Starbucks may have more common sense than I originally suspected…and that’s saying something about a company that recently announced that it’d charge $7 for a cup of a certain kind of coffee or $450 for a stainless steel gift card.
But in their latest change, they’re taking on politicians and the so-called “fiscal cliff” by encouraging employees in its 120 Washington, DC area locations to write a simple message on their coffee cups: “Come Together.”
The company’s CEO, Howard Schultz, told Reuters that they are “greatly disappointed” and that we “deserve better.”
The very idea that again and again, our politicians refuse to make any real attempts at agreements, proposing things they know the other side will never fully accept, to almost intentionally guarantee that we’ll be “down to the wire” as a fiscal cliff looms, is an insult to the American people.
If we actually do go over this cliff, I will not vote for any politician currently in office who is responsible for not coming to an agreement. It’s not like they only had a few days to make something happen, to “come together,” as Starbucks is now suggesting. They shouldn’t have been allowed to leave Congress — and the President should be locked in there with them — for a Christmas break. At this point, they should be working 24/7 with no pay as a penalty for acting like a bunch of spoiled brats. (I bet if that happened, they’d agree a lot sooner.)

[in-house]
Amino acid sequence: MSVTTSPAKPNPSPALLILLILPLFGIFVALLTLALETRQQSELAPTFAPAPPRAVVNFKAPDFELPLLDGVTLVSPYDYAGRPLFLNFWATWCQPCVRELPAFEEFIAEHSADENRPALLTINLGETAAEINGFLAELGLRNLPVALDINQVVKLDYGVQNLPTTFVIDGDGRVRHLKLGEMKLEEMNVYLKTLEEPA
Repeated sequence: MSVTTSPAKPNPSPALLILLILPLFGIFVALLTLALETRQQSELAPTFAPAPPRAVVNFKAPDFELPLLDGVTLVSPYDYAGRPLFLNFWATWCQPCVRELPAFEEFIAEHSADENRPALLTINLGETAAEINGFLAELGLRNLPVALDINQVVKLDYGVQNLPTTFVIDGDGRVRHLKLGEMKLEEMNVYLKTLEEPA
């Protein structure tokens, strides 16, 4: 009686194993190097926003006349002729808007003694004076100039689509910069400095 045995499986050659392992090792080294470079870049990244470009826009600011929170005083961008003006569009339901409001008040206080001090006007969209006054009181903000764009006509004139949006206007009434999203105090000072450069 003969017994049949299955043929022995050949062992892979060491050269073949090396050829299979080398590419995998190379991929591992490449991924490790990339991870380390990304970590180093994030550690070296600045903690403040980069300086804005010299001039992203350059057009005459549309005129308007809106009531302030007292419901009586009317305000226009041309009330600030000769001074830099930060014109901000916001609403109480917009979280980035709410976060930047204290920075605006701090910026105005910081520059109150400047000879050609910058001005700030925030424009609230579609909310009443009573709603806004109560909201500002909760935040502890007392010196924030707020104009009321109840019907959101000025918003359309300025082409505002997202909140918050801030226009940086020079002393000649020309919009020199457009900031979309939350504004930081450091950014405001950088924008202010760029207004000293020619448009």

The American people, good or bad, wield a great deal of power when they step into the voting booth. It’s about time we started using that power more responsibly: if our elected leaders can’t make things work or aren’t willing to play in each other’s sandboxes, they need to be out of a job.
Someone out there has common sense. Someone out there has a desire to compromise, keep things going and lead. Those people are the ones who need to be in office.
I honestly think this “coffee shop diplomacy” won’t have any more of an effect on them than anything that has been suggested thus far. But it’s nice to see a business trying to encourage compromise rather than encouraging division.
That’s a change all of us ought to be able to believe in.